Welcome to First Things First, Adweek’s daily resource for marketers. We’ll be publishing the content to First Things First on Adweek.com each morning (like this post), but if you prefer that it come straight to your inbox, you can sign up for the email here.
These Top Marketers and Media Execs Are Showing a Way Forward Amid the Coronavirus Crisis
For this week’s Adweek cover story, we spoke with a number of the industry’s brightest minds, including Marin Sorrell, Colleen DeCourcy, Antonio Lucio and Linda Yaccarino, to get their perspectives on what marketers must do to navigate these trying times. We asked them for short-term solutions, how it has impacted their businesses and how the pandemic is similar to past crises.
One of the major themes to emerge is to care for each other and stay connected. “Stay close to your people, and do what you can for the community,” said Jo Ann Ross of ViacomCBS. “If you support your team in this moment of uncertainty, they will be ready to get the job done today and far into the future.”
Martin Sorrell, who has certainly seen his fair share of market turning events in his career, predicted Q2 and Q3 “will be pretty brutal, but by Q4, world, you might see a recovery.”
DeCourcy ended her interview with an inspiring piece of advice, “Wieden once said, ‘Chaos is the only thing that honestly wants you to grow.’ We are an agency full of creative people, and our mission now is to take that chaos and make something out of it. Something of value. Something that matters.”
How Marketers and Agencies Are Trying to Strike the Right Tone in the Age of Coronavirus
New creative has been hard to come by in the past few weeks as the crisis around the globe deepened. Many brands are reevaluating their approaches in order to assure they’re hitting the right tone with their marketing at a time when the wrong message could appear insensitive.
Recently, KFC pulled a campaign in the U.K. that featured 60 seconds of people licking their fingers, which sends the opposite message for what’s best for public health—don’t touch your face. Meanwhile, Hershey’s recalled its new work, which showed strangers hugging and shaking hands over gifts of chocolate. Finally, Coors Lite canned a plan to call itself the “Official Beer of ‘Working’ Remotely” during a March Madness campaign. That tagline would now appear incredibly insensitive and opportunistic.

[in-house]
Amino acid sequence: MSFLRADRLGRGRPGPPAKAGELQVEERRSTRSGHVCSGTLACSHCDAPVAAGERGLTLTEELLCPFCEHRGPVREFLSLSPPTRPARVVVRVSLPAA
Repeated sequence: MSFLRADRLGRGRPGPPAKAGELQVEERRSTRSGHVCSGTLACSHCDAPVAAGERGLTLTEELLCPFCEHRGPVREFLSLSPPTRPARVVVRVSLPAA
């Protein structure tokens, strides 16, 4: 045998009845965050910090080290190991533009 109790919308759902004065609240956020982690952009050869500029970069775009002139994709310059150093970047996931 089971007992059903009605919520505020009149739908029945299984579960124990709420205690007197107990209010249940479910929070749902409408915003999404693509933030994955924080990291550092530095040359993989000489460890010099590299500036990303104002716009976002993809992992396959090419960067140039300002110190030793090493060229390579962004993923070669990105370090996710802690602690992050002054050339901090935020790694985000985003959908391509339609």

Infographic: An Inside Look at Lifewtr’s Recycling Process
This week’s infographic looks at the sustainable transition of one of PepsiCo’s products: Lifewtr, which will no longer use virgin plastic in its bottles. PepsiCo says the conversion will eliminate more than 8,000 metric tons from production and 10,000 metric tons of greenhouse gas emissions every year (according to the EPA, that equates to almost 25 million miles driven by an average car).
Adweek’s Guide to COVID-19 Coverage: How the Advertising and Marketing World Is Forging Ahead
During the past three weeks, Adweek’s editorial staff has pivoted toward covering how the pandemic is affecting your businesses and what you can do to stay afloat. We’ve found that readers are deeply interested in the topic as last week alone, over 75% of our traffic on new stories came on content related to the pandemic. To help guide you through our coverage, our audience engagement editor (and frequent author of First Things First), Jessica Zafarris, put together a run down of our most essential stories about the coronavirus’ impacts.
Related: In her editor’s letter this week, Lisa Granatstein, editor, svp, programming, explains how the Adweek newsroom is navigating this new normal.
More Coronavirus Headlines:
- Disney’s Onward Available for Digital Purchase as Coronavirus Shutters Theaters
- 3M Has Doubled Global Production of Its N95 Respirators
- Jeff Bezos Tells Employees—and the World—He’s Wholly Focused on COVID-19
- Ogilvy South Africa CCO’s Profanity-Laced Video Addressing Work During the Coronavirus Crisis Didn’t Land Well
- Retailers Want Consumers to Spend Their Quarantines Shopping